There are all kinds of products available that can be used to prevent or treat a flea infestation, including sprays, spot-on pipettes, collars and tablets. Shampoo is only used when it has been established that there are fleas on the animal. In contrast to what is often claimed, there is not currently any concrete evidence to suggest any resistance to flea products. It is important to choose a product that is active in as many stages as possible, especially in the event of an infestation. It is also essential that you treat all dogs and cats in a household at the same time.. Unfortunately, no product is 100% effective. A failing approach can usually be attributed to insufficient treatment of the environment. As a large part of the infestation takes place in the animal's environment, it is crucially important that this is treated properly! This must be done by vacuuming thoroughly, washing beds and rugs at a high temperature and using a spray on the environment.
Depending on the severity of the infestation, it may take longer to fully control a flea problem.
Ticks are small arachnids with four different life stages: the egg, the larvae, the nymph and the adult tick. Only the latter three stages of female ticks feed on the blood of a host. This blood is necessary for hatching its eggs. When the tick has filled up on blood, it drops off its host and lays hundreds to thousands of eggs before dying. Adult ticks are only active in temperatures above 7 degrees Celsius. They are mainly found in tall grass and shrubbery.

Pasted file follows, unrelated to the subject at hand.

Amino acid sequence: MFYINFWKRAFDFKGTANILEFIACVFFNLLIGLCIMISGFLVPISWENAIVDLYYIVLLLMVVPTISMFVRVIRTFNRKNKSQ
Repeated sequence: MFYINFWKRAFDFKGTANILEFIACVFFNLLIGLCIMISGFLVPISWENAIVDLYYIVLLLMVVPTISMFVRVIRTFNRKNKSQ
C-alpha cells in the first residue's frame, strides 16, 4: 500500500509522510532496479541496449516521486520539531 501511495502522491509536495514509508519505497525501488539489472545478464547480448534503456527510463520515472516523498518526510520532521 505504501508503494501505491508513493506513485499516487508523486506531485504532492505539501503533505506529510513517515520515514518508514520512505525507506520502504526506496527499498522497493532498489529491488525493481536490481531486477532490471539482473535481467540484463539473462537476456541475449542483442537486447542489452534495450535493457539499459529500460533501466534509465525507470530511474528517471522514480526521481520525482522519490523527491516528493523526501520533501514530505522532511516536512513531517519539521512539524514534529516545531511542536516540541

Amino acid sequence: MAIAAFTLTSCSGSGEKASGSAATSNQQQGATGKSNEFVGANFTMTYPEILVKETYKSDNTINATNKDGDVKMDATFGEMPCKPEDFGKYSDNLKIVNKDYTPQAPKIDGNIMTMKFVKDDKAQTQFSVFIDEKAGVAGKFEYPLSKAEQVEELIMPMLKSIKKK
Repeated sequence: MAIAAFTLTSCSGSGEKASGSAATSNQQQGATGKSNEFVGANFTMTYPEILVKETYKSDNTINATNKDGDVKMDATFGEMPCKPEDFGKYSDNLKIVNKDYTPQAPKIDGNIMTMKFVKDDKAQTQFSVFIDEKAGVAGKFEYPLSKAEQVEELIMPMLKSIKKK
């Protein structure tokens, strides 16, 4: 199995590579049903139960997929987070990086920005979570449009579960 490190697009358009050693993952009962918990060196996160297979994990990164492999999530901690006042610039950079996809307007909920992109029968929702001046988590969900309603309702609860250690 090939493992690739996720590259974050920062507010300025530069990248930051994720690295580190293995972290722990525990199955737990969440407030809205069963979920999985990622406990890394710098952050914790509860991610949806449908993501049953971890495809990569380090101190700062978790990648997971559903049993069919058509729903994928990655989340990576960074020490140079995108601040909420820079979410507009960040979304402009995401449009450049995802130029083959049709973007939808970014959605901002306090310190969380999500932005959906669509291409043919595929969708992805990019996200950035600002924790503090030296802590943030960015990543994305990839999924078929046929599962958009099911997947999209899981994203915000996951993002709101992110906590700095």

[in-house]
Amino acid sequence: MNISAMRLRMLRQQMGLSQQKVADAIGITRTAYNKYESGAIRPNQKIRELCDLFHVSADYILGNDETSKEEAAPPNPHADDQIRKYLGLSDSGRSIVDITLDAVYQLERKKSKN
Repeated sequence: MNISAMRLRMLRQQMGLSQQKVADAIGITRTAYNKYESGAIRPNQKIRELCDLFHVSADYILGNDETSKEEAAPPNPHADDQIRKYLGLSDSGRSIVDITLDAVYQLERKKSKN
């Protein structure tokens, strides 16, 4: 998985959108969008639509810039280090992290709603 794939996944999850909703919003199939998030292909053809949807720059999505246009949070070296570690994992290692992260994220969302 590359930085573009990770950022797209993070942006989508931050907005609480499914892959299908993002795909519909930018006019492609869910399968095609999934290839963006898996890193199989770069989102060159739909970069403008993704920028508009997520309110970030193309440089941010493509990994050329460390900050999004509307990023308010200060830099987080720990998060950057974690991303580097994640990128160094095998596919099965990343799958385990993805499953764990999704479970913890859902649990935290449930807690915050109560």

Ticks as vectors
Ticks are notorious for transmitting various diseases. Ticks themselves do not cause diseases, but they can be contaminated with various types of bacteria and/or parasites. These nest in the tick's salivary glands. The most common tick in the UK is the Ixodes ricinus (castor bean tick), but the Rhipicephalus sanguineus (brown dog tick) and Dermacentor reticulatus are also found here. These ticks can transmit anaplasmosis or Lyme disease. Some ticks only occur in hot climates such as those of Southern and Eastern Europe. The diseases that they can transmit, including babesiosis and ehrlichiosis are therefore usually seen in dogs that have been abroad for a certain period of time.
Lyme disease in dogs
This condition is caused by the Borrelia burgdorferi bacteria, with the castor bean tick as a vector. A considerable proportion of the ticks in the UK are contaminated, resulting in regular cases of Lyme disease in humans. Unfortunately, this condition can cause serious problems in humans. Dogs can also be infected with the Borrelia bacteria, but in most cases they do not have any clinical symptoms. The bacteria is fairly easy to treat with antibiotics. There are vaccines available for the disease, but it is important to assess whether vaccination is desirable on a case by case basis.